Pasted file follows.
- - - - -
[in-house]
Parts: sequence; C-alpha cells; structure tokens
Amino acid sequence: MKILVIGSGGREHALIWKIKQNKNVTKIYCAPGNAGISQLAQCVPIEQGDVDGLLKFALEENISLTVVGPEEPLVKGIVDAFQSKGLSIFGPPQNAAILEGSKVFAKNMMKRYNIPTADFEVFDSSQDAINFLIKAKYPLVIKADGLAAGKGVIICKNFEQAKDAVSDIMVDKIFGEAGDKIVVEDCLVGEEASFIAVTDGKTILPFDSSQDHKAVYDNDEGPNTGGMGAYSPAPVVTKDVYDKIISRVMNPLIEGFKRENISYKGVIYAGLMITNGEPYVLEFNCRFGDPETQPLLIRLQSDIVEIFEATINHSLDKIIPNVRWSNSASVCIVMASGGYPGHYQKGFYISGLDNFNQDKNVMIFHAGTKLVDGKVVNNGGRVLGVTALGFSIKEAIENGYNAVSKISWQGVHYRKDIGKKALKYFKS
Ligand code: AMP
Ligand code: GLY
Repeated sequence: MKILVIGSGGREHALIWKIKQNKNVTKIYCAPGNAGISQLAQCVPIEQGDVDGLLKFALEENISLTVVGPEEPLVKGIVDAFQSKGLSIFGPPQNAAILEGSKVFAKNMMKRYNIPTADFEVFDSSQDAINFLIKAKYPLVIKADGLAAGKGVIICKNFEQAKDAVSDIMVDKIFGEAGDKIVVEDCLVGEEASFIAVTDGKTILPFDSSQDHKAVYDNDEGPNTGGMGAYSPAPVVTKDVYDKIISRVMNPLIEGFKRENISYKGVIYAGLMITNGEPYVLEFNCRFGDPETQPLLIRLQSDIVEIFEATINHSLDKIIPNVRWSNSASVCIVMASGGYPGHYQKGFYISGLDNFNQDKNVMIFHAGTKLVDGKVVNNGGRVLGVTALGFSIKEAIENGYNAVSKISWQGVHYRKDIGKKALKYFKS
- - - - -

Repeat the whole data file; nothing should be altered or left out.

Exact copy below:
[in-house]
Parts: sequence; C-alpha cells; structure tokens
Amino acid sequence: MKILVIGSGGREHALIWKIKQNKNVTKIYCAPGNAGISQLAQCVPIEQGDVDGLLKFALEENISLTVVGPEEPLVKGIVDAFQSKGLSIFGPPQNAAILEGSKVFAKNMMKRYNIPTADFEVFDSSQDAINFLIKAKYPLVIKADGLAAGKGVIICKNFEQAKDAVSDIMVDKIFGEAGDKIVVEDCLVGEEASFIAVTDGKTILPFDSSQDHKAVYDNDEGPNTGGMGAYSPAPVVTKDVYDKIISRVMNPLIEGFKRENISYKGVIYAGLMITNGEPYVLEFNCRFGDPETQPLLIRLQSDIVEIFEATINHSLDKIIPNVRWSNSASVCIVMASGGYPGHYQKGFYISGLDNFNQDKNVMIFHAGTKLVDGKVVNNGGRVLGVTALGFSIKEAIENGYNAVSKISWQGVHYRKDIGKKALKYFKS
Ligand code: AMP
Ligand code: GLY
Repeated sequence: MKILVIGSGGREHALIWKIKQNKNVTKIYCAPGNAGISQLAQCVPIEQGDVDGLLKFALEENISLTVVGPEEPLVKGIVDAFQSKGLSIFGPPQNAAILEGSKVFAKNMMKRYNIPTADFEVFDSSQDAINFLIKAKYPLVIKADGLAAGKGVIICKNFEQAKDAVSDIMVDKIFGEAGDKIVVEDCLVGEEASFIAVTDGKTILPFDSSQDHKAVYDNDEGPNTGGMGAYSPAPVVTKDVYDKIISRVMNPLIEGFKRENISYKGVIYAGLMITNGEPYVLEFNCRFGDPETQPLLIRLQSDIVEIFEATINHSLDKIIPNVRWSNSASVCIVMASGGYPGHYQKGFYISGLDNFNQDKNVMIFHAGTKLVDGKVVNNGGRVLGVTALGFSIKEAIENGYNAVSKISWQGVHYRKDIGKKALKYFKS